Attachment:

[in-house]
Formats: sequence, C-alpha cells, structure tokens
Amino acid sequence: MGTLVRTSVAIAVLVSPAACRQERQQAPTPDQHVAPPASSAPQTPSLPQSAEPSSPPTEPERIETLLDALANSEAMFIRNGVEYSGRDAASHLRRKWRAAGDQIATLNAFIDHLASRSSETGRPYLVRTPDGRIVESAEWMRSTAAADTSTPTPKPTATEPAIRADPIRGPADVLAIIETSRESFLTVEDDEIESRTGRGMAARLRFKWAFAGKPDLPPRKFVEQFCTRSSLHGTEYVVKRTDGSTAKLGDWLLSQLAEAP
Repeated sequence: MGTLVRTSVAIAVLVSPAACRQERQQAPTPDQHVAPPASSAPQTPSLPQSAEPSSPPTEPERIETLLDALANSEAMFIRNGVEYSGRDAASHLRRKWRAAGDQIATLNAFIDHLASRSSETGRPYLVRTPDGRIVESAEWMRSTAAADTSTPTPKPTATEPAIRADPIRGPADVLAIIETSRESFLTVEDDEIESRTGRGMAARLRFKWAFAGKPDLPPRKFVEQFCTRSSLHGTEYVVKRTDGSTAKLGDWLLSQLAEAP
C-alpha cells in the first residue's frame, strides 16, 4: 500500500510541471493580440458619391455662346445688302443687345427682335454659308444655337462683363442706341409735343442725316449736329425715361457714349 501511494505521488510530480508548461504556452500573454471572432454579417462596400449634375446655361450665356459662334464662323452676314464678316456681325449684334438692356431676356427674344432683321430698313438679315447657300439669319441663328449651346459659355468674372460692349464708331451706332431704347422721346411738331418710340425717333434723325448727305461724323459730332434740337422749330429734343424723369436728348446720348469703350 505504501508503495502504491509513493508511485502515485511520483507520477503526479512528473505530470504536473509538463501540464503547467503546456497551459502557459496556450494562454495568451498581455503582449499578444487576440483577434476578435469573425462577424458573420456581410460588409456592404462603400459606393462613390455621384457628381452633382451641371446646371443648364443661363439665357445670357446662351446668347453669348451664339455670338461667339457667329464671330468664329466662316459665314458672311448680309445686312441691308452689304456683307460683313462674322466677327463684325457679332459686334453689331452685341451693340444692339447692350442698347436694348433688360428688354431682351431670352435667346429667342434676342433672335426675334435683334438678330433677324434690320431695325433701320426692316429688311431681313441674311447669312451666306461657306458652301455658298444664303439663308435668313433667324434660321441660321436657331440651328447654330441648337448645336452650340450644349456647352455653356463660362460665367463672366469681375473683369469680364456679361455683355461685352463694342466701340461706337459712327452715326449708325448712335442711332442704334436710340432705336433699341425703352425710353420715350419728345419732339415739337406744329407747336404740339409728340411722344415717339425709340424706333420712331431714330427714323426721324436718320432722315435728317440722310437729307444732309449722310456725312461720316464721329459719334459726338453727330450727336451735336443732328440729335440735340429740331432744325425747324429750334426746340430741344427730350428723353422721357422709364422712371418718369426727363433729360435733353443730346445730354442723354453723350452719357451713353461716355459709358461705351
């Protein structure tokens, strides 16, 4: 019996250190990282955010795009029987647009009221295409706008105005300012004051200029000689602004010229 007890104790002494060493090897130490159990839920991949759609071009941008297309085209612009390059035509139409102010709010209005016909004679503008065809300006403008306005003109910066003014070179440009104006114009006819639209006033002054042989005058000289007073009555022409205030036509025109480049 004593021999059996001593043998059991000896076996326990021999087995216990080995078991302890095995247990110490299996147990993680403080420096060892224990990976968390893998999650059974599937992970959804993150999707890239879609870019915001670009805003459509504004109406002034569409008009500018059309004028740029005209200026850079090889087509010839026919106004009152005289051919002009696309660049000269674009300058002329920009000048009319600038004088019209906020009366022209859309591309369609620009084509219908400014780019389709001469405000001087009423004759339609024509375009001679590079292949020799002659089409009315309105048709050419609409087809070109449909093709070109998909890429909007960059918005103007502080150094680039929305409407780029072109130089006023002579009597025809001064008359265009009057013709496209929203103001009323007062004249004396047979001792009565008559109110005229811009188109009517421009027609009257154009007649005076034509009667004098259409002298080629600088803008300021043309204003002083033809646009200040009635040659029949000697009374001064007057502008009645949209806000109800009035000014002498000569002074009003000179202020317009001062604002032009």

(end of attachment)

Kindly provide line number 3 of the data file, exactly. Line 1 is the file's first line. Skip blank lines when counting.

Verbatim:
Amino acid sequence: MGTLVRTSVAIAVLVSPAACRQERQQAPTPDQHVAPPASSAPQTPSLPQSAEPSSPPTEPERIETLLDALANSEAMFIRNGVEYSGRDAASHLRRKWRAAGDQIATLNAFIDHLASRSSETGRPYLVRTPDGRIVESAEWMRSTAAADTSTPTPKPTATEPAIRADPIRGPADVLAIIETSRESFLTVEDDEIESRTGRGMAARLRFKWAFAGKPDLPPRKFVEQFCTRSSLHGTEYVVKRTDGSTAKLGDWLLSQLAEAP